But seriously, do you guys have any ideas as to the source of this pervasive, organizational crappiness?


2 Alex Belth   ~  Apr 24, 2005 6:17 am

2.  Great job there, Cliff. You know, it really serves the Yanks Wright, man. There is no use beating a dead horse, but if only George had picked up Lieber's option (and Woody had gone straight to the police), none of this would have ever happend. I suppose we should give them credit for not buckling under and signing Milton, but how good is that Clement signing looking for the Sox?

Anyhow, perhaps the silver-lining here is that Bean, Wang and Phillips--Your Boy!--will all get a shot at contributing earlier on in the season. It's also reasonable to say that Sierra and Wright aren't going to kill the team by being out. The guys they team just can't afford to loose for an extended period of time are: Sheff, Jeter, Posada, Rodriguez, Matsui, Johnson, Rivera, Moose, and I guess you could add Pavano there too. If two or three of those guys go down, this team could really be in for it.

Anyhow, not wanting to jinx things, but Cliff is going to be at the Stadium today. Let's hope he's a good luck charm. Again, not trying to come off like a jinx but I feel good about the pitching match up, no matter how well Astacio has looked so far.

And you are right, bro, getting waxed by Chan Ho "I'm afraid to throw a freakin strike" Park was nothing short of infuriating.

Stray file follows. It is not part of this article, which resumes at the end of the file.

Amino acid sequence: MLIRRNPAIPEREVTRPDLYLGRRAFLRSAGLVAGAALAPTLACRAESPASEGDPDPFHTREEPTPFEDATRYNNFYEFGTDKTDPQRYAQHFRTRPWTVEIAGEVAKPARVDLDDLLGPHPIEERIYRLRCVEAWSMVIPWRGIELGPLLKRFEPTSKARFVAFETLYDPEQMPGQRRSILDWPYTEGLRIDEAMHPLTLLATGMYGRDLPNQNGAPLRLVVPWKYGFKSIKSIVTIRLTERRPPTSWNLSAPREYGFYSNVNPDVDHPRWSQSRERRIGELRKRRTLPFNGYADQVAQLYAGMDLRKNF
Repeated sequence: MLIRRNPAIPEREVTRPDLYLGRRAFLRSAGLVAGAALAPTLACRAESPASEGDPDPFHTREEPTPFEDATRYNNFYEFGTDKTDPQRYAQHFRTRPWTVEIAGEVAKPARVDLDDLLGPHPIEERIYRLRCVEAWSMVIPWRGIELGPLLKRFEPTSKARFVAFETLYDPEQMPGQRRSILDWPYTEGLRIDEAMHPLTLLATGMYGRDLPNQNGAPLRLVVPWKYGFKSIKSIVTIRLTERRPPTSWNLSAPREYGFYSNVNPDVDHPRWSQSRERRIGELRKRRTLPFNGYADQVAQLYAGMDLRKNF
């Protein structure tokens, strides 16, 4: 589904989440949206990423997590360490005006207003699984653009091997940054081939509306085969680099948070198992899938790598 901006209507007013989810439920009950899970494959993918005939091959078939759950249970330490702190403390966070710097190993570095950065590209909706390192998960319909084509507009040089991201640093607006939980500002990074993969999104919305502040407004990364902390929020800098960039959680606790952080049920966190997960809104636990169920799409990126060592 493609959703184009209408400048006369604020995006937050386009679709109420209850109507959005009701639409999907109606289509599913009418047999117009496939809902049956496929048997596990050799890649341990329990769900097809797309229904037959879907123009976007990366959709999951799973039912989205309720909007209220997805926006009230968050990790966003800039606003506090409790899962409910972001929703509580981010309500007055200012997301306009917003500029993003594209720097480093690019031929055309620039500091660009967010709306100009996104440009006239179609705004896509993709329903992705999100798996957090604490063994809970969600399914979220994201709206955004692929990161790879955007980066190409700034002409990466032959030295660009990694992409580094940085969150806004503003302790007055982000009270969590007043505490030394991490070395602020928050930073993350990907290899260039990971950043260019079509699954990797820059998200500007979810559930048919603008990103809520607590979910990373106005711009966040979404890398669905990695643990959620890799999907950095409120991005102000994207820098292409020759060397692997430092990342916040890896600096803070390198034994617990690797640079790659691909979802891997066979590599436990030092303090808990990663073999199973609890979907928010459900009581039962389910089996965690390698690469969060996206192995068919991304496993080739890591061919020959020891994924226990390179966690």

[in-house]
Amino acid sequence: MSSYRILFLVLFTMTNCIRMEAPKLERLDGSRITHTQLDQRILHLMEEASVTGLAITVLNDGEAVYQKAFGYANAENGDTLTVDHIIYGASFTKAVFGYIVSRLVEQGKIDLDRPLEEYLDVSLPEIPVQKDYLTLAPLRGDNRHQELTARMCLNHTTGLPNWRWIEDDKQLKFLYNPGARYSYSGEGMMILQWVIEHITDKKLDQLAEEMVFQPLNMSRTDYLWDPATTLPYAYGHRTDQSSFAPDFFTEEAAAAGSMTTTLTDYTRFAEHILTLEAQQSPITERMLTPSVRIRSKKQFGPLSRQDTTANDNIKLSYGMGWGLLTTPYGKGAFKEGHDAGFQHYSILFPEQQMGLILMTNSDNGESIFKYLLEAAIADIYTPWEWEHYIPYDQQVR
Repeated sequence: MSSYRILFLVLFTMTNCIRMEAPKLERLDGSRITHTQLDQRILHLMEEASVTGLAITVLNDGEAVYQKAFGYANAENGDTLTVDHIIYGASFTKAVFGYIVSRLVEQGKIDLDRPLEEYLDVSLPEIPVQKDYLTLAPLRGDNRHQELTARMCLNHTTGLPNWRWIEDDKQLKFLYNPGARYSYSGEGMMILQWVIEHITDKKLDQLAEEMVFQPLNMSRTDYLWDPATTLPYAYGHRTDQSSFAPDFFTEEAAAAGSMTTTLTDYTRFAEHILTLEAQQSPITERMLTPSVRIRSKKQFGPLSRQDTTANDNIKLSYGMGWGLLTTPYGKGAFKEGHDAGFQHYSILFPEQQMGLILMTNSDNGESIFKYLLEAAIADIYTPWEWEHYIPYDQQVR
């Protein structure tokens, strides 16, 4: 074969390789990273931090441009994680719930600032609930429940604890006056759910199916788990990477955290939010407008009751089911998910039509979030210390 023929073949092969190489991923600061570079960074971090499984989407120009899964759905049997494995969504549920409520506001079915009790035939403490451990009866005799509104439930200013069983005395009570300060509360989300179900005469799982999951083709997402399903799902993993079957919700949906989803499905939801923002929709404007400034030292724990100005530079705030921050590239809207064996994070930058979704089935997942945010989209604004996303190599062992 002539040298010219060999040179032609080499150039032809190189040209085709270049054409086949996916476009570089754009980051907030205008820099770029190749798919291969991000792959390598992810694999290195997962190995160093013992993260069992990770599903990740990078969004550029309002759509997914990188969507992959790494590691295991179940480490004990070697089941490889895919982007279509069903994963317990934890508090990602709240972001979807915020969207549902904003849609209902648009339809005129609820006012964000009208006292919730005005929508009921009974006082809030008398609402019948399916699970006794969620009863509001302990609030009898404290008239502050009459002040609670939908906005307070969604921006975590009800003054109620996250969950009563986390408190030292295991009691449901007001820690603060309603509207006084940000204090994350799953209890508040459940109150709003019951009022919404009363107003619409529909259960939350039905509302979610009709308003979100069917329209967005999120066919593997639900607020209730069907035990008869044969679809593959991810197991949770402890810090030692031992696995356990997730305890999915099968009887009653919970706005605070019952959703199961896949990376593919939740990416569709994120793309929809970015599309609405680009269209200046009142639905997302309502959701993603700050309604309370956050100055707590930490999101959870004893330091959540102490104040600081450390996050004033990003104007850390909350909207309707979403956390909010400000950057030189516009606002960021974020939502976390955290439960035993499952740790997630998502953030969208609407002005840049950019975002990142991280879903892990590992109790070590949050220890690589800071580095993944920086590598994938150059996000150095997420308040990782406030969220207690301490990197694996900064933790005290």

3 markp   ~  Apr 24, 2005 7:06 am

3.  While the injuries so many of us had hoped for (Womack and Sanchez) haven't happened (yet?), Sierra and Sturtze departures are probably almost as good. What would make them even better is if Phillips gets a few more good ABs, he gets a start at 1B against a lefty.
I keep hoping Karsay gets used more regularly so he can stay sharp. The same could be said for Bean, being the type of pitcher he is. Of course neither is likely to see regular work.

4 Cliff Corcoran   ~  Apr 24, 2005 7:08 am

4.  Alex, you are the jinxmeister. I'm 1-2 thus far this season and Astacio is just the sort of pitcher that kills the Yanks, a back from the dead sort who's found a groove. Bad mojo.

Don, I say arrogance. They've won the division seven straight years and have made the World Series five of those seven years. They have no impetus to change their ways. They're old school baseball men (save Cashman) who's ideas have been reinforced by success.

5 Dan M   ~  Apr 24, 2005 7:16 am

5.  I fear Astacio because over the last 9 years the Yankees have shown a frustrating weakness to mediocre pitchers that they haven't seen before. Friday night was another example of this. Matt B and I have been puzzled by this for years, and I'm beginning to wonder if the advance scouting is to blame. It wouldn't surprise me if this aspect of the organization has declined (like the farm system) under Cashman's watch.

If not for a nice play by Mench yesterday, Phillips gives Cliff a nice two-run double in the eigth off Mahay.

6 Nick from Washington Heights   ~  Apr 24, 2005 8:06 am

6.  "I fear Astacio because over the last 9 years the Yankees have shown a frustrating weakness to mediocre pitchers that they haven't seen before. Friday night was another example of this. Matt B and I have been puzzled by this for years, and I'm beginning to wonder if the advance scouting is to blame."

This seems true based on my experience watching the Yanks, but I wonder if stats back this claim up. Over the last 9 years, the Yanks have been arguably the best offensive team in baseball. Are they scoring all their runs against pitchers they're familiar with? Are they worse than other teams who face new pitchers? Anyone with a calculator and time have the answer?